I was looking for a simple arduino fft library to create an equalizer.

I found lots of assembler code or 16 or 32 bit versions but nothing that was simple and out of the box usable.

I have modified the fix_fft.c to use 8bit values.

here is it for everyone with the same problem.

I did not test the inverse fft. I guess there is a bug with the scaling.

fix_fft.h

```
#ifndef FIXFFT_H
#define FIXFFT_H
#include <WProgram.h>
/*
fix_fft() - perform forward/inverse fast Fourier transform.
fr[n],fi[n] are real and imaginary arrays, both INPUT AND
RESULT (in-place FFT), with 0 <= n < 2**m; set inverse to
0 for forward transform (FFT), or 1 for iFFT.
*/
int fix_fft(char fr[], char fi[], int m, int inverse);
/*
fix_fftr() - forward/inverse FFT on array of real numbers.
Real FFT/iFFT using half-size complex FFT by distributing
even/odd samples into real/imaginary arrays respectively.
In order to save data space (i.e. to avoid two arrays, one
for real, one for imaginary samples), we proceed in the
following two steps: a) samples are rearranged in the real
array so that all even samples are in places 0-(N/2-1) and
all imaginary samples in places (N/2)-(N-1), and b) fix_fft
is called with fr and fi pointing to index 0 and index N/2
respectively in the original array. The above guarantees
that fix_fft "sees" consecutive real samples as alternating
real and imaginary samples in the complex array.
*/
int fix_fftr(char f[], int m, int inverse);
#endif
```

fix_fft.cpp

```
#include <avr/pgmspace.h>
#include "fix_fft.h"
#include <WProgram.h>
/* fix_fft.c - Fixed-point in-place Fast Fourier Transform */
/*
All data are fixed-point short integers, in which -32768
to +32768 represent -1.0 to +1.0 respectively. Integer
arithmetic is used for speed, instead of the more natural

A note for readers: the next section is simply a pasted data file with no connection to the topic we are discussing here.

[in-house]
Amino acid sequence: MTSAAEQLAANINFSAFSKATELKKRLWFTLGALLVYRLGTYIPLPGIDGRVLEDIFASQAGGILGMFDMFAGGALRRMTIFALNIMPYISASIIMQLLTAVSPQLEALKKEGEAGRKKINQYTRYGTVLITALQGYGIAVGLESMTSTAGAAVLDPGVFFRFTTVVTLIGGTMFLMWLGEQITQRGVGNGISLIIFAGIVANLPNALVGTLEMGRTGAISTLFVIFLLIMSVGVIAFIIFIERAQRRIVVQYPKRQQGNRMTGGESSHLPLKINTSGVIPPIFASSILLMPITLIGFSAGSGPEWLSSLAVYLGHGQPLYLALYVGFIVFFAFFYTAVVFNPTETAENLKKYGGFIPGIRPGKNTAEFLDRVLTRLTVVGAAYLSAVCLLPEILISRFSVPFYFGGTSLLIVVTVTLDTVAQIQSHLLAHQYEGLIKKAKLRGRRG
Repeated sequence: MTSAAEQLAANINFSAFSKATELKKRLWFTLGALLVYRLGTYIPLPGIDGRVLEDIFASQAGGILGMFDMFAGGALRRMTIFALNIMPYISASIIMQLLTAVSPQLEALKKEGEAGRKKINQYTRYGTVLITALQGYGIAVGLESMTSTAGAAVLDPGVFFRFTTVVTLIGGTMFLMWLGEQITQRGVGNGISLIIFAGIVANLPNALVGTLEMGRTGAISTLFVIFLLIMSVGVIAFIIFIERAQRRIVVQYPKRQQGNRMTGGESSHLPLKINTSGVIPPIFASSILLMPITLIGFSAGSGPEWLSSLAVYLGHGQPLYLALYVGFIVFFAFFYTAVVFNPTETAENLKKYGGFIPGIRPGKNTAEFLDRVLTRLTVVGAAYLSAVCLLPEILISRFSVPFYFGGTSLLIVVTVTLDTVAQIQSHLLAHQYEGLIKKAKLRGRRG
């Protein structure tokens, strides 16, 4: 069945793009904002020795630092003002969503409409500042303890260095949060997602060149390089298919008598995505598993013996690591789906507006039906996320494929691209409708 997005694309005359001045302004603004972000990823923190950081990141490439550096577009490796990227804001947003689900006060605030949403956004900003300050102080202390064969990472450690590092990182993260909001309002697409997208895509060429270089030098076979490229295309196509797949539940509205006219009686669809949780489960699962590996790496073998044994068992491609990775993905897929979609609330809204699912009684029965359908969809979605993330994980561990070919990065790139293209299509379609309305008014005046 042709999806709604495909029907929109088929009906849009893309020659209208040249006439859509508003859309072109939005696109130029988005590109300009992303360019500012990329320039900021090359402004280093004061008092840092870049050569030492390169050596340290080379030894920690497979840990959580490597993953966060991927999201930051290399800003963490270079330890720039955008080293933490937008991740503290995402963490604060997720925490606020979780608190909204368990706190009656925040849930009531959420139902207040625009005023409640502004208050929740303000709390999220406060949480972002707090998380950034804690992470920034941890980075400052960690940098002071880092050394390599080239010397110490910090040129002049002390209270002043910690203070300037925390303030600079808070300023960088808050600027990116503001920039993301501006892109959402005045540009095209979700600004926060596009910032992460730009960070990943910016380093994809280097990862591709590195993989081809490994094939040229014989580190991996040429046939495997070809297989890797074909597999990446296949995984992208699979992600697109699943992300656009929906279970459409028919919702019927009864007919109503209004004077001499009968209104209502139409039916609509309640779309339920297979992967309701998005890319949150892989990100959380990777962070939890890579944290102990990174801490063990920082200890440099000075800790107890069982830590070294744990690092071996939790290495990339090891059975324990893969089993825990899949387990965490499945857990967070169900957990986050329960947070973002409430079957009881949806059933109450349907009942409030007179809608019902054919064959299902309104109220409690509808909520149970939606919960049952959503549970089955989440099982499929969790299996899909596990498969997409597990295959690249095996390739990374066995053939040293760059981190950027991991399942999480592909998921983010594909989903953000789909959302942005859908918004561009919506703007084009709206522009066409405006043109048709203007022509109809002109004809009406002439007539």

floating-point.
For the forward FFT (time -> freq), fixed scaling is
performed to prevent arithmetic overflow, and to map a 0dB
sine/cosine wave (i.e. amplitude = 32767) to two -6dB freq
coefficients. The return value is always 0.
For the inverse FFT (freq -> time), fixed scaling cannot be
done, as two 0dB coefficients would sum to a peak amplitude
of 64K, overflowing the 32k range of the fixed-point integers.
Thus, the fix_fft() routine performs variable scaling, and
returns a value which is the number of bits LEFT by which
the output must be shifted to get the actual amplitude
(i.e. if fix_fft() returns 3, each value of fr[] and fi[]
must be multiplied by 8 (2**3) for proper scaling.
Clearly, this cannot be done within fixed-point short
integers. In practice, if the result is to be used as a
filter, the scale_shift can usually be ignored, as the
result will be approximately correctly normalized as is.
Written by: Tom Roberts 11/8/89
Made portable: Malcolm Slaney 12/15/94 malcolm@interval.com
Enhanced: Dimitrios P. Bouras 14 Jun 2006 dbouras@ieee.org
Modified for 8bit values David Keller 10.10.2010
*/
#define N_WAVE 256 /* full length of Sinewave[] */
#define LOG2_N_WAVE 8 /* log2(N_WAVE) */
/*
Since we only use 3/4 of N_WAVE, we define only
this many samples, in order to conserve data space.
*/
const prog_int8_t Sinewave[N_WAVE-N_WAVE/4] PROGMEM = {
0, 3, 6, 9, 12, 15, 18, 21,
24, 28, 31, 34, 37, 40, 43, 46,
48, 51, 54, 57, 60, 63, 65, 68,
71, 73, 76, 78, 81, 83, 85, 88,
90, 92, 94, 96, 98, 100, 102, 104,
106, 108, 109, 111, 112, 114, 115, 117,
118, 119, 120, 121, 122, 123, 124, 124,
125, 126, 126, 127, 127, 127, 127, 127,
127, 127, 127, 127, 127, 127, 126, 126,
125, 124, 124, 123, 122, 121, 120, 119,
118, 117, 115, 114, 112, 111, 109, 108,
106, 104, 102, 100, 98, 96, 94, 92,
90, 88, 85, 83, 81, 78, 76, 73,
71, 68, 65, 63, 60, 57, 54, 51,
48, 46, 43, 40, 37, 34, 31, 28,
24, 21, 18, 15, 12, 9, 6, 3,
0, -3, -6, -9, -12, -15, -18, -21,
-24, -28, -31, -34, -37, -40, -43, -46,
-48, -51, -54, -57, -60, -63, -65, -68,
-71, -73, -76, -78, -81, -83, -85, -88,
-90, -92, -94, -96, -98, -100, -102, -104,